Distance Learning Across Texas
Wednesday, May 09, 2012
A Crisis of Content
Regional Service Center networks exist to aid educational entities throughout the state of Texas. Among other services, they provide access to the internet, access to video conferencing services, data center backup, disaster recovery transport, backhauling, and voice over ip. These services enhance regional networks; however, the most important element of these services is their relevance to the classroom. The Strategic Plan for the Texas System of Education Service Centers recognizes this and highlights TETN and the content specialist as key to reaching educational goals (a pdf of the document can be downloaded at
). This focus on content at the State level should be reflected regionally, as well.
Surprisingly at the regional level, many education entities have taken steps to eliminate or combine content positions for their network. In doing so, these entities have eliminated or hindered a direct connection to classroom learning. This connection to the classroom is what sets educational networks apart from commodity networks and defines regional broadband networks as education specific.
Content specialists filter through the huge amounts of information on the internet and direct users to specific tools. They design programs that utilize state specific content standards, deliver events customized to fit the needs of specific districts, manage grant opportunities, and provide relevance for the host of other services available on education specific networks. A regional content specialist acts as a value added for districts struggling in this economy. These specialists facilitate the use of the network for educational purposes and, in doing so, reinforce the significance of the services regional networks provide.
The content specialist is valuable tool. Districts that cannot afford specialists take advantage of the global connections, the statewide collaborations, and the expert knowledge provided by regional content specialists. In Region 14, specialist Tommy Bearden is able provide individualized attention to school districts and seek out valuable RUS grants for distance learning infrastructure. As a result, teachers, district staff, and students receive training and resources that help them to thrive.
The effectiveness of this position at creating constant revenue streams is another unrecognized benefit of the content specialist. It is no coincidence that service centers with established content positions have more active network communities and engage more local school districts. Content specialists help provide a connection to our sometimes sterile technologies, generating customers by engaging classrooms with the educational subject matter available on high bandwidth networks. Laurie Hogle, with RETN in FortWorth, recognizes the content specialist role in helping schools “move beyond boxes and wires,” generating the need for network services while making direct connections with educators.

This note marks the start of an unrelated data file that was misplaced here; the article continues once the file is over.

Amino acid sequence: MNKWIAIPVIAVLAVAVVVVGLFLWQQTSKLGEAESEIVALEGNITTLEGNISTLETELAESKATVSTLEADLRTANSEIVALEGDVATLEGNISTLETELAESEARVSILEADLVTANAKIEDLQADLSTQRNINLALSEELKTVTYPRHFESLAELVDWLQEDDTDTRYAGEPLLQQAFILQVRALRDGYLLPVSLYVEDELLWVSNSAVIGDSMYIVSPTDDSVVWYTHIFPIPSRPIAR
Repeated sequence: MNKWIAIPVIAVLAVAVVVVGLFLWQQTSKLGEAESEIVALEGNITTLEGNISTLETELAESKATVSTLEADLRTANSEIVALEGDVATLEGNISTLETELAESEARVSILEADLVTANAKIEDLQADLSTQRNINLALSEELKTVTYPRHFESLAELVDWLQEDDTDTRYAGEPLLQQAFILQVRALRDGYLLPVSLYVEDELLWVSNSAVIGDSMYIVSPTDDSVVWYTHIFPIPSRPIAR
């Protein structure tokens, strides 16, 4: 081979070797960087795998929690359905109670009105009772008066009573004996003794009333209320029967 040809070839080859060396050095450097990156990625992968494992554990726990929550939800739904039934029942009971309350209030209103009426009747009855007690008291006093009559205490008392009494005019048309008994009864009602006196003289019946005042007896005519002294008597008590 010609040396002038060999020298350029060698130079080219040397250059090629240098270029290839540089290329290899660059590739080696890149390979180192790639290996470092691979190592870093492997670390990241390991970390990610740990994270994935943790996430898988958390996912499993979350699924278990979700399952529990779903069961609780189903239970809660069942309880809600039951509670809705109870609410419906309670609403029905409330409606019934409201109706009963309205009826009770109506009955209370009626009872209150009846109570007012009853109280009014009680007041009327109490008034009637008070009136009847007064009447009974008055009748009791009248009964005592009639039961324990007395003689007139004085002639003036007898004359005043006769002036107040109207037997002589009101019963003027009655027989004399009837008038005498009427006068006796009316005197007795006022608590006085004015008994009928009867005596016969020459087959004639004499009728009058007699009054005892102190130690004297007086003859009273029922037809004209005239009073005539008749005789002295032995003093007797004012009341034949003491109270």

Programs like Marvelous Mammals, a collaboration between Region 11 and Discovery Education, utilized the national Internet2 network to provide once-in-a-lifetime content to schools throughout the state; service centers like Region 15 connect schools with institutes of higher education for dual credit options; and a host of advanced internet web applications (like those found at
) are available to students that utilize the Education Service Centers’ high bandwidth networks.
The key to utilization of the network services is the content specialist. Content specialists make the connection between education networks and learning blatantly obvious to customers by saying, “This is the service we are providing, and here is how you use it in your classroom.”
The truth is we are distinguished from the commodity internet by the content on our network. We do things like offer lower prices and focused support, but in the end it all has to connect to the classroom. Our technology must be at the service of pedagogy. If we neglect this connection, we are one step closer to our customer asking the question, “Why should we go to you for our network services?”
Wednesday, May 09, 2012 3:54:37 PM (Central Daylight Time, UTC-05:00)
Friday, May 11, 2012 3:32:44 PM (Central Daylight Time, UTC-05:00)
I wanted to point out that the service centers mentioned in the article are not the only providers of fabulous content on our network. Numerous regions utilize content specialist to provide great content for student learning. Thank you all for everything you do with the resources you have available.
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